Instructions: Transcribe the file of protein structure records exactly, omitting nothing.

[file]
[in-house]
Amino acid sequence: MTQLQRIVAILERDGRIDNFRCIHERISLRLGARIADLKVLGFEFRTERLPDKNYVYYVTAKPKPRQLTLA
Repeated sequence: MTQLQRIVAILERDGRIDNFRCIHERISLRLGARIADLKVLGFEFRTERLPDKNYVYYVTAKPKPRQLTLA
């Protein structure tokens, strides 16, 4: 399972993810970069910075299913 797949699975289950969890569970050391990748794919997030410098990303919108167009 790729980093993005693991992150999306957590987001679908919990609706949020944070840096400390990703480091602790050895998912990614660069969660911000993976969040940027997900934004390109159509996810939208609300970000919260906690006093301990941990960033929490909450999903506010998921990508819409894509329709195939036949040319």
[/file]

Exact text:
[in-house]
Amino acid sequence: MTQLQRIVAILERDGRIDNFRCIHERISLRLGARIADLKVLGFEFRTERLPDKNYVYYVTAKPKPRQLTLA
Repeated sequence: MTQLQRIVAILERDGRIDNFRCIHERISLRLGARIADLKVLGFEFRTERLPDKNYVYYVTAKPKPRQLTLA
């Protein structure tokens, strides 16, 4: 399972993810970069910075299913 797949699975289950969890569970050391990748794919997030410098990303919108167009 790729980093993005693991992150999306957590987001679908919990609706949020944070840096400390990703480091602790050895998912990614660069969660911000993976969040940027997900934004390109159509996810939208609300970000919260906690006093301990941990960033929490909450999903506010998921990508819409894509329709195939036949040319």